Acid Reflux Disease May Lead to Erosion of Teeth

Posted by: Jason Hui, DDS, on June 19, 2013

Recently updated on March 3rd, 2014 at 02:18 pm

Acid Reflux Disease, also known as Gastroesophageal Reflux Disease (GERD), is a rather common condition whereby a leaky valve allows the acid from the stomach to seep up into the esophagus, which is the tube that connects the throat to the stomach. Acid reflux presents itself in a variety of ways, ranging from a lack of symptoms to heartburn, chronic bad breath, chronic sore throat, chronic cough, and regurgitation.  Regardless of the symptoms, acid reflux leading to stomach acid leaking into the oral cavity can be very damaging to teeth.

According to the U.S. Department of Health and Human Services, over seven million people suffer from severe acid reflux. Unfortunately, patients often are unaware of the damage caused by acid reflux to their teeth until it has reached an advanced stage of destruction (Figure 2).

Dental manifestations of acid reflux disease begins with mild pitting of the chewing surfaces of the teeth (Figure 1), and slowly progresses to involve severe pitting of the chewing surfaces as well as the areas near the gums (Figure 2).  The damage and wear on the teeth from acid reflux can cause toothache, sensitivity, and even TMJ pain. Repairing years of acid reflux tooth damage can be very costly ranging from a few hundred dollars to several thousand dollars, depending on whether fillings, onlays, crowns, root canal therapy, or extractions and dental implants are necessary.

dental consequences of acid reflux (GERD) on teeth

Figure 1.  This image illustrates acid erosion of teeth from acid reflux disease. As one can see, the top of these teeth are no longer white, as the outer layer of enamel has been eroded away, and there is pitting near all the cusp tips (as indicated by the red arrows); there is also no longer any grooves or anatomy on these teeth. This is a consequence of the acid making the teeth softer and more susceptible to wear. If the acid reflux remains untreated, these teeth eventually get worn down even further and may lead to toothache or even tooth loss.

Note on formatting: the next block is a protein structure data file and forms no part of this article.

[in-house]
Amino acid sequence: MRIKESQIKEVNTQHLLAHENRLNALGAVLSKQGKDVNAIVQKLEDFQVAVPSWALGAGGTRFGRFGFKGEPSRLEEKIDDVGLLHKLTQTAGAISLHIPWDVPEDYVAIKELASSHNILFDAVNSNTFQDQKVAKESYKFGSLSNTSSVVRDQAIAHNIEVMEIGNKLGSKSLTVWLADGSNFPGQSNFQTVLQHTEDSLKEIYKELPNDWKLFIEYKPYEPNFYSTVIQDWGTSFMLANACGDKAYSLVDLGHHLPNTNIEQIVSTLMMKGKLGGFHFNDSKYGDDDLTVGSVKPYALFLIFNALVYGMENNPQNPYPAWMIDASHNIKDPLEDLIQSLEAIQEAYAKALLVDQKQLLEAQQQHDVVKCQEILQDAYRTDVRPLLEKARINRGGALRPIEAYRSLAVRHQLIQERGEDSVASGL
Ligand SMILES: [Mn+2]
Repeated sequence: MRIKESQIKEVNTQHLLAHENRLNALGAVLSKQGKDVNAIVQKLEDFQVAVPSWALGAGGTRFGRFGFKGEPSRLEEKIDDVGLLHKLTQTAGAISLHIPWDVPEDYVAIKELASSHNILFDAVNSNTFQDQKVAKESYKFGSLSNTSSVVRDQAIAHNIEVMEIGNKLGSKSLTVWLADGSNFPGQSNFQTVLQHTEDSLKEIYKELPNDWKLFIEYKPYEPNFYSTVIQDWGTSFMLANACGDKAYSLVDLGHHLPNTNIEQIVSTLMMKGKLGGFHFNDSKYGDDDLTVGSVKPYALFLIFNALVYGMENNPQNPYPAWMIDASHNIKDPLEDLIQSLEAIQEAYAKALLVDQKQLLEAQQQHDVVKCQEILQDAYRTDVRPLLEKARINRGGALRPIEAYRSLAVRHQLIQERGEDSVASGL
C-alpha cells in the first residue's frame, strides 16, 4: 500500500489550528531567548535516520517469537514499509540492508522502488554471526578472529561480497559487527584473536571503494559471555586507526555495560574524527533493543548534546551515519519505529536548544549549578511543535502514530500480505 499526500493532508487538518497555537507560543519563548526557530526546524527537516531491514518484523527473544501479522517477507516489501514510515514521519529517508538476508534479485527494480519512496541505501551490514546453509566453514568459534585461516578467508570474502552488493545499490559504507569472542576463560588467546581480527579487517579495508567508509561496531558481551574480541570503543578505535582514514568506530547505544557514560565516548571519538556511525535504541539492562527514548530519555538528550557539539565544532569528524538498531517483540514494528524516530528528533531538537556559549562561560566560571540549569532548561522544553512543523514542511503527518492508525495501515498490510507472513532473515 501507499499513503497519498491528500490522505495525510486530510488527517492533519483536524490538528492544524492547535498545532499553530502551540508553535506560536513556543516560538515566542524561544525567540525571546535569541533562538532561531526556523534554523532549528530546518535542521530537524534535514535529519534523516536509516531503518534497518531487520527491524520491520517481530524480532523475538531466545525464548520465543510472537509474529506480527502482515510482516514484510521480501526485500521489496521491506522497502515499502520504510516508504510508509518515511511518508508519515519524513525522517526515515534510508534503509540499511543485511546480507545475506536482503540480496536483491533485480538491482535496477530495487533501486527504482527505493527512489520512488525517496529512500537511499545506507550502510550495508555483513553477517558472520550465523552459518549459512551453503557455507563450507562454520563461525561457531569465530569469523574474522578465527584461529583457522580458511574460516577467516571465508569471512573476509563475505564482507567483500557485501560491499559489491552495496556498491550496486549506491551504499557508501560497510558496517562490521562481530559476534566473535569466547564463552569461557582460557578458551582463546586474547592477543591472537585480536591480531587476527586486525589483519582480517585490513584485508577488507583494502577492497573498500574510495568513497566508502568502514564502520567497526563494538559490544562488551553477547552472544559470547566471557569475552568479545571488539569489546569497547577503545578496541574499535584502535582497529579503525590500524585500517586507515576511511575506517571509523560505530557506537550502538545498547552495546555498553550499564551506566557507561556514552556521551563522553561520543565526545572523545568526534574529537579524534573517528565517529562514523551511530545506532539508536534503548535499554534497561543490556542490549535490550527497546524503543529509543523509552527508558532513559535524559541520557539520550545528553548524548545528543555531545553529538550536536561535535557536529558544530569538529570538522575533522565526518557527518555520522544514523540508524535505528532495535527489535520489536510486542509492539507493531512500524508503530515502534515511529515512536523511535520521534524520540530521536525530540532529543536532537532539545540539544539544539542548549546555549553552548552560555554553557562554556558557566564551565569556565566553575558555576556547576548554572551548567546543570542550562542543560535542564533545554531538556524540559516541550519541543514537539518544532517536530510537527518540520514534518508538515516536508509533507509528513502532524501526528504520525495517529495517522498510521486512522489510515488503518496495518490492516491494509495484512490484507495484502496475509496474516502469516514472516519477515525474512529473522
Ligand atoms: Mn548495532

acid reflux (GERD) causes acid erosion of teeth

Figure 2.  This image illustrates severe tooth damage as a consequence of untreated, advanced acid reflux disease. The red arrows point to pitting of the teeth near the cusps; the green arrows point to gum and tooth damage.

severe tooth damage due to acid refLux (GERD)

Figure 3.  This image displays a full lower arch of teeth that have suffered considerable acid erosion from untreated acid reflux disease. Note how all the chewing surfaces of the teeth are pitted and flatted out, with all the cusp tips obliterated.

Symptomatic acid reflux disease is very easy to diagnose; however, acid reflux in a mild form can go undetected for years and result in similar extensive damage to the teeth!  In addition to tooth damage, acid in the oral cavity and esophagus can also induce cellular changes in the lining of the esophagus leading to esophageal cancer.

Did you know that dentists are often the first clinicians to detect early signs of acid reflux disease?  Because we develop close relationships over the years with our patients and usually see them every six months for preventive care, we are in a prime position to evaluate early clinical signs of tooth erosion and symptoms such as taste changes (sour taste), and suggest the need for referral and further examination with medical specialists.  Paragon Dentistry welcomes all interested parties to meet with us to evaluate whether acid reflux may be a problem and to acquire control before extensive tooth damages occur!

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